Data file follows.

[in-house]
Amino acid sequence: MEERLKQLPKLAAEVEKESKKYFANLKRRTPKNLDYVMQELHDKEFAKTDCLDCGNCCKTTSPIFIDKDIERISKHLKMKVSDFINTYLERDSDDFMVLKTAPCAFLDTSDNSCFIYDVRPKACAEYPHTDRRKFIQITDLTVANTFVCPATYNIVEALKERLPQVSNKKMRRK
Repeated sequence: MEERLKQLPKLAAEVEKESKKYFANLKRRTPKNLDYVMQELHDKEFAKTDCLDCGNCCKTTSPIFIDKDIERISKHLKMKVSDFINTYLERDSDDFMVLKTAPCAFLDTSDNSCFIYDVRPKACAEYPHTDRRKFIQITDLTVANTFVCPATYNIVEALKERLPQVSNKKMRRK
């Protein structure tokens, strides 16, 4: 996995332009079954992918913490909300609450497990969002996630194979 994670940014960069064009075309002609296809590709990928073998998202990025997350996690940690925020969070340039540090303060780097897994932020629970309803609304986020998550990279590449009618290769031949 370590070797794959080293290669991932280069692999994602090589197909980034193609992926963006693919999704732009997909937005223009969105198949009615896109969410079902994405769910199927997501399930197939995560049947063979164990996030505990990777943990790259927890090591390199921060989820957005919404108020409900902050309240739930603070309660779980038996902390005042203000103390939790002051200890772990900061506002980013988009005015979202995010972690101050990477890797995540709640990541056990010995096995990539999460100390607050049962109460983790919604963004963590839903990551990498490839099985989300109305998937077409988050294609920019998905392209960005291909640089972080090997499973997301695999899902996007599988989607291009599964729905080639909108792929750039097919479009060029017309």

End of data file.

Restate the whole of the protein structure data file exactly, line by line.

[in-house]
Amino acid sequence: MEERLKQLPKLAAEVEKESKKYFANLKRRTPKNLDYVMQELHDKEFAKTDCLDCGNCCKTTSPIFIDKDIERISKHLKMKVSDFINTYLERDSDDFMVLKTAPCAFLDTSDNSCFIYDVRPKACAEYPHTDRRKFIQITDLTVANTFVCPATYNIVEALKERLPQVSNKKMRRK
Repeated sequence: MEERLKQLPKLAAEVEKESKKYFANLKRRTPKNLDYVMQELHDKEFAKTDCLDCGNCCKTTSPIFIDKDIERISKHLKMKVSDFINTYLERDSDDFMVLKTAPCAFLDTSDNSCFIYDVRPKACAEYPHTDRRKFIQITDLTVANTFVCPATYNIVEALKERLPQVSNKKMRRK
């Protein structure tokens, strides 16, 4: 996995332009079954992918913490909300609450497990969002996630194979 994670940014960069064009075309002609296809590709990928073998998202990025997350996690940690925020969070340039540090303060780097897994932020629970309803609304986020998550990279590449009618290769031949 370590070797794959080293290669991932280069692999994602090589197909980034193609992926963006693919999704732009997909937005223009969105198949009615896109969410079902994405769910199927997501399930197939995560049947063979164990996030505990990777943990790259927890090591390199921060989820957005919404108020409900902050309240739930603070309660779980038996902390005042203000103390939790002051200890772990900061506002980013988009005015979202995010972690101050990477890797995540709640990541056990010995096995990539999460100390607050049962109460983790919604963004963590839903990551990498490839099985989300109305998937077409988050294609920019998905392209960005291909640089972080090997499973997301695999899902996007599988989607291009599964729905080639909108792929750039097919479009060029017309």